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The beauty of small moments | Lee Salomone
October 2, 2014 - October 18, 2014
Someone once said that we are held captive by our biographies. From my experience, childhood plays a major part in shaping a life. I was fortunate to be pre-schooled by my Italian grandparents. This crèche specialised in teaching rural Italian knowledge and practices. They instilled a tradition of growing food, a connection to land, an abhorrence of waste and the activity of thrift. These experiences have been a life-long source of inspiration.
As an art practitioner, I work across a range of media including installation, photography, sculpture and works on paper. I draw inspiration from nature; her colours, forms and cycles. A major part of my sculptural practice is to create new narratives with discarded materials. I am a composer, not of music, but of found materials. Recycled materials reveal the patina of time, but most importantly, they contain a human presence.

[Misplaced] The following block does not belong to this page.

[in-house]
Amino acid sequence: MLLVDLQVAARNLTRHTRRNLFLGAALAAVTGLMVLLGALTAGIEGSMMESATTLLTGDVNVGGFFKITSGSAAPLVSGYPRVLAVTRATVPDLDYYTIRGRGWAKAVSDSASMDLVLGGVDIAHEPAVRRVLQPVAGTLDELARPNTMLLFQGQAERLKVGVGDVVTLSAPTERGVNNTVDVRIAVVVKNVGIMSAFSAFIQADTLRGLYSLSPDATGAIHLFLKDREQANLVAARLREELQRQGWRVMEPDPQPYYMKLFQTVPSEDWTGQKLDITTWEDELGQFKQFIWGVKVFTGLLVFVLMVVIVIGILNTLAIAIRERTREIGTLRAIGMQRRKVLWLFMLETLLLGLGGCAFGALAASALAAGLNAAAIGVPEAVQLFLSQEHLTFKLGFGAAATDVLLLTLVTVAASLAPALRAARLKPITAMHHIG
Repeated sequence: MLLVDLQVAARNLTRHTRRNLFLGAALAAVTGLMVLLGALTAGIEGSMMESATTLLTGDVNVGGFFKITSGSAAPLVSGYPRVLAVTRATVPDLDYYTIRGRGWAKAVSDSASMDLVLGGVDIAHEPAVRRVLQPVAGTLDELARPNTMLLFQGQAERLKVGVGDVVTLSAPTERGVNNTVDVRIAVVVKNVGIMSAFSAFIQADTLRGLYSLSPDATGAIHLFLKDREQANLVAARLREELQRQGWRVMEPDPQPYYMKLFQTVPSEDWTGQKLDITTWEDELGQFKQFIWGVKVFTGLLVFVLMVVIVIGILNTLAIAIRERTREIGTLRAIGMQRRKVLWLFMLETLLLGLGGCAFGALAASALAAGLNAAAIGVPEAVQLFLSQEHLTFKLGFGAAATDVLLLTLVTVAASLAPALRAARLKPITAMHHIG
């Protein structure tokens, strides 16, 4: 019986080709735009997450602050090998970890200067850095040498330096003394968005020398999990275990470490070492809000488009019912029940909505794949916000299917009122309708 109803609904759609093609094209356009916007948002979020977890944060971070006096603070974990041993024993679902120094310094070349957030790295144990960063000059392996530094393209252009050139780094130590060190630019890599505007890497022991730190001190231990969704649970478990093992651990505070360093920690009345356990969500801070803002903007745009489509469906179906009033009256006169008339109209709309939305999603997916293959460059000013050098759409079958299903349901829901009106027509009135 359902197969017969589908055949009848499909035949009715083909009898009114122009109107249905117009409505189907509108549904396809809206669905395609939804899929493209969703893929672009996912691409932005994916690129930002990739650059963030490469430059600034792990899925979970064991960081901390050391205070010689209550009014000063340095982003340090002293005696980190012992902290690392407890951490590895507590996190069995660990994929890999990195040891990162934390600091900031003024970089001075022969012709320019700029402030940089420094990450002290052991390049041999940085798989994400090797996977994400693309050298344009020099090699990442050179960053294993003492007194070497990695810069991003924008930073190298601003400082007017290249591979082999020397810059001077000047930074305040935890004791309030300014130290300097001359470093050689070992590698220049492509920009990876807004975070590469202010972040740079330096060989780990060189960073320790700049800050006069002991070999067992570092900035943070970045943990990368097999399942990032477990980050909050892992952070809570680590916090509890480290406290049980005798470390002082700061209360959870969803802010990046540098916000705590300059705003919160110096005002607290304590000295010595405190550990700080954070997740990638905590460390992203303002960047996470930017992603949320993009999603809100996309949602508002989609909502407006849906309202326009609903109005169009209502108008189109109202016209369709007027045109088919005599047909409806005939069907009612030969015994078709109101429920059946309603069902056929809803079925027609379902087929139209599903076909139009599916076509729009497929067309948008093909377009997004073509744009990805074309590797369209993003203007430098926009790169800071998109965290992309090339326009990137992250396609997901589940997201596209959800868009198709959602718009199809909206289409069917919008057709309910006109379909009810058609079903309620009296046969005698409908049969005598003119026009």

I believe that an object’s history is latent – it may, or may not, be able to be seen, but you can feel it and I am compelled to work with these feelings. I use these possibilities like other elements of visual art such as contrast, line and volume. I strive for asymmetry, simplicity, the release of an innate essence, and the elevation of waste into aesthetic objects.
The circle has emerged as a constant symbol in my work. Cycles play a large part in peasant customs: the circular aspect of time, the movements of seasons and the passing on of traditions. The circle is a universal motif. It transcends language and is one of humanity’s first symbols. The Beauty of small moments alludes to the often forgotten fact that we are all embedded and interconnected in nature’s cyclical processes. It draws attention to meaning and beauty in social and cultural continuity, connecting past, present and future.
Lee Salomone, 2014
This project was supported by the Arts SA Independent Makers & Presenters funding program.